In a surprising admission from the White House, Secretary of State Antony Blinken on Friday said the administration welcomes negotiation efforts by China to end the war between Russia and Ukraine. He added Brazil and any other willing country to the list.
Speaking in Helsinki, Finland, Blinken’s talk was to spotlight how “Russia’s aggression against Ukraine has been a strategic failure.” But he deviated down a different path in rolling out the red carpet for Beijing’s involvement.
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After touting U.S. efforts to bring an end to the conflict, he laid out his invitation.
Blinken told the gathering, “To be clear, the United States welcomes any addition that helps bring President Putin to the table to engage in meaningful diplomacy. We support efforts, whether by Brazil, China, or any other nation” in the move towards “a just and lasting peace.”
The secretary spotlighted Russian failures in the war but then claimed that the U.S. wants what is best for the country.
He also contradicted his boss’ statement last year in Warsaw when President Biden demanded that Putin be removed from power. Blinken said that it was not an outcome sought by Washington.
It was just February when Blinken charged that China was considering providing weapons and ammunition for Russia’s war effort. Beijing emphatically rejected the notion, but he further claimed that Chinese firms were supplying “non-lethal support for Moscow.”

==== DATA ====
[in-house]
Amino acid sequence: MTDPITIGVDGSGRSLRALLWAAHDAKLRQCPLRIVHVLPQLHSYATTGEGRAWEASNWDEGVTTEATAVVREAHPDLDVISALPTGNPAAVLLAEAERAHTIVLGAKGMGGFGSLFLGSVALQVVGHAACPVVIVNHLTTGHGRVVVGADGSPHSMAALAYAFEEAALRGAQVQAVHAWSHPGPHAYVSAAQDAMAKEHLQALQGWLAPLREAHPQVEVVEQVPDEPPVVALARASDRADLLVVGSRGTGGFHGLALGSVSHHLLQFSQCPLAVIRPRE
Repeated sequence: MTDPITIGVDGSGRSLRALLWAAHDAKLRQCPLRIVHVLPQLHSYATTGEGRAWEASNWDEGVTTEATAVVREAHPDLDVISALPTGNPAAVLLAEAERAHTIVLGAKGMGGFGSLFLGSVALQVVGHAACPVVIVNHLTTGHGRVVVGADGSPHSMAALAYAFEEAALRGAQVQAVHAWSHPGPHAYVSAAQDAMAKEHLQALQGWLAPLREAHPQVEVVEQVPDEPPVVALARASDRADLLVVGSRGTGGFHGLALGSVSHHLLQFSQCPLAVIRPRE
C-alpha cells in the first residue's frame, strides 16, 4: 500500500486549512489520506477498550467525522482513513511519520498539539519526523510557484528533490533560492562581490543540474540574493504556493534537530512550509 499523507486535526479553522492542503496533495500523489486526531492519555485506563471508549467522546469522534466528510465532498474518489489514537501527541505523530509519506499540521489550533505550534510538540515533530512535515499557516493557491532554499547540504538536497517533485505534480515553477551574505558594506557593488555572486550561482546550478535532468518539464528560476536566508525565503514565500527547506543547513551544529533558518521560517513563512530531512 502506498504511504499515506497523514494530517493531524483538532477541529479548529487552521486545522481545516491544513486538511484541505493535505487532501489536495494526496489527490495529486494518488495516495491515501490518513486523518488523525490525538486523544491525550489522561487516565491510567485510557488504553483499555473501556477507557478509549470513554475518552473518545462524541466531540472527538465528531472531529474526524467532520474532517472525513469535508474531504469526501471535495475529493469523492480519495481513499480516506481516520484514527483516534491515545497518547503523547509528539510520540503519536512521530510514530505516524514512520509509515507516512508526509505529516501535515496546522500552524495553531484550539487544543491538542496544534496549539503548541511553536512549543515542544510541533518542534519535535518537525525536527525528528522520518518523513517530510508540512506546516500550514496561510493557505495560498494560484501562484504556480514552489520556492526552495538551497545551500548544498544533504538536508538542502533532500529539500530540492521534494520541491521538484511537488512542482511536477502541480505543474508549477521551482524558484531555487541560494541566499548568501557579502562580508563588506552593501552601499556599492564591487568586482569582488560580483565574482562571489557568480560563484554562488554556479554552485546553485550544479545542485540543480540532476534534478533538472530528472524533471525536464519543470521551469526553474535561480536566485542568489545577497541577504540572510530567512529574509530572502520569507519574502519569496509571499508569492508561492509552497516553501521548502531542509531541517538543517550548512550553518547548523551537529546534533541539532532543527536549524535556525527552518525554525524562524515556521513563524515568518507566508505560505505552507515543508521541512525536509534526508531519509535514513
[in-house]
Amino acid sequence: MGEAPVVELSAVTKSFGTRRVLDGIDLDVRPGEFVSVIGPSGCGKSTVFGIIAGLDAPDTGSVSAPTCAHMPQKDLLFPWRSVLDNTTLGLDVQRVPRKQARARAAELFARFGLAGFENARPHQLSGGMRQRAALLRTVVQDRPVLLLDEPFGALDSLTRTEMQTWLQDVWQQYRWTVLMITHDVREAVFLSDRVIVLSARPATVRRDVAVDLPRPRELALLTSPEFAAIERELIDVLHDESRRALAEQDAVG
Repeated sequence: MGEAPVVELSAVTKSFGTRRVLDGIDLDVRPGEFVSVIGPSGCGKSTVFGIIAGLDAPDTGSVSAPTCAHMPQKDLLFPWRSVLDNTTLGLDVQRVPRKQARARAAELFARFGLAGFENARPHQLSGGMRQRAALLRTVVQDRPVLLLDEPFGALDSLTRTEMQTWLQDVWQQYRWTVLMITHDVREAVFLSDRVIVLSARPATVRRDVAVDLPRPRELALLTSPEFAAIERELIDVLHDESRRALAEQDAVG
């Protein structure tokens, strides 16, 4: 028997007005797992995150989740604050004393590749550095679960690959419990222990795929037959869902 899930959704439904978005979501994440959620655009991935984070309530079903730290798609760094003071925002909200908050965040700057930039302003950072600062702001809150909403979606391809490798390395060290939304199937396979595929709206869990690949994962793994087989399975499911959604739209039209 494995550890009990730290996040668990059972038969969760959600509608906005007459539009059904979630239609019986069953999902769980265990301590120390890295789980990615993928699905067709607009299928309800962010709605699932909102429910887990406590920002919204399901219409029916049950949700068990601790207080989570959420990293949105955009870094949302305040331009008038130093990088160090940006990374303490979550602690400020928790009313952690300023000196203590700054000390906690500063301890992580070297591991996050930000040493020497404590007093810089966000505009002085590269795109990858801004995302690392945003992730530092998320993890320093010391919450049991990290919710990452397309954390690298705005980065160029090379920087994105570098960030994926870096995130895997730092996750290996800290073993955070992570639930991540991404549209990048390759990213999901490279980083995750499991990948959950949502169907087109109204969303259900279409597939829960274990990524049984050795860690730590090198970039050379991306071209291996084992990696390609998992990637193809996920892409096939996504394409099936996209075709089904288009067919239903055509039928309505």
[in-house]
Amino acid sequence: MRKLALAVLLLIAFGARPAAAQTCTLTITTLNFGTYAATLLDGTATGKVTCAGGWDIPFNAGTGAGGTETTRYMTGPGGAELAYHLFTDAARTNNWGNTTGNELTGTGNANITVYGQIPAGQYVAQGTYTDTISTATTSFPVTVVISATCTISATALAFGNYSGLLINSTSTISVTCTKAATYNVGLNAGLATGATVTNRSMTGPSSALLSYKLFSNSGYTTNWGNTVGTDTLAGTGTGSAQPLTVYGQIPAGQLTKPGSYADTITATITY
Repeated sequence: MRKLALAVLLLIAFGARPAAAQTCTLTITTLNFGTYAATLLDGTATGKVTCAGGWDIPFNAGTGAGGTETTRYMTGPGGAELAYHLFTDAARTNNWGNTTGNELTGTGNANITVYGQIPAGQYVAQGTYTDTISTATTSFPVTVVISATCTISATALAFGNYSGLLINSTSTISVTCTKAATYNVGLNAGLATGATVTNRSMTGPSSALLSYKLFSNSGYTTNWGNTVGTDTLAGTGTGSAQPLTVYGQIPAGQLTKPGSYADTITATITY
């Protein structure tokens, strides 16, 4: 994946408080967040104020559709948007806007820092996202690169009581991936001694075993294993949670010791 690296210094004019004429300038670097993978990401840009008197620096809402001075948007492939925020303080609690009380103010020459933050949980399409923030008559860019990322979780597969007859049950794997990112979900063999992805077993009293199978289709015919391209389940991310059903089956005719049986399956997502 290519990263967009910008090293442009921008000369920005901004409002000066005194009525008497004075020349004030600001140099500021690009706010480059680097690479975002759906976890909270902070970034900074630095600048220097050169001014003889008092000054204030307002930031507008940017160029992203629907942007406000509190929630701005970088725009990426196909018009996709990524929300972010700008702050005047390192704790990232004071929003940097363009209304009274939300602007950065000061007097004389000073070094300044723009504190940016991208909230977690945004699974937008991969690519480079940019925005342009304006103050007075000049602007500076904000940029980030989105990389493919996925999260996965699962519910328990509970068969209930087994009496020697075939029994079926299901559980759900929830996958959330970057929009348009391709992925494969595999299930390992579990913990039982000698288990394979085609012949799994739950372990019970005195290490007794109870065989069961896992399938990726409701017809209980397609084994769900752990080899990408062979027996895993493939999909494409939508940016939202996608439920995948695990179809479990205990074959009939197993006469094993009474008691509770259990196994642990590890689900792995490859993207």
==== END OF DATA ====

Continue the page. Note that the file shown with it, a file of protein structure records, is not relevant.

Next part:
Blinken warned that such an act would bring “serious consequences” for China.
A short time later, reports circulated concerning China supporting a plan to bring peace and stability to Ukraine. French President Emmanuel Macron was at the center of these rumors as he went back and forth to Beijing.
Washington largely downplayed the idea, though the Biden administration did not reject it out of hand.
Thus far, the White House’s role in the conflict has largely been confined to writing checks. The administration has overseen the supply of billions in both hardware and funding to the Ukraine war effort, and diplomacy has been in short supply.
Being on the center stage for negotiating an agreement is a position the U.S. once enjoyed internationally. But current leadership faltered in that role, and Washington is now forced to implore others to take on the responsibility.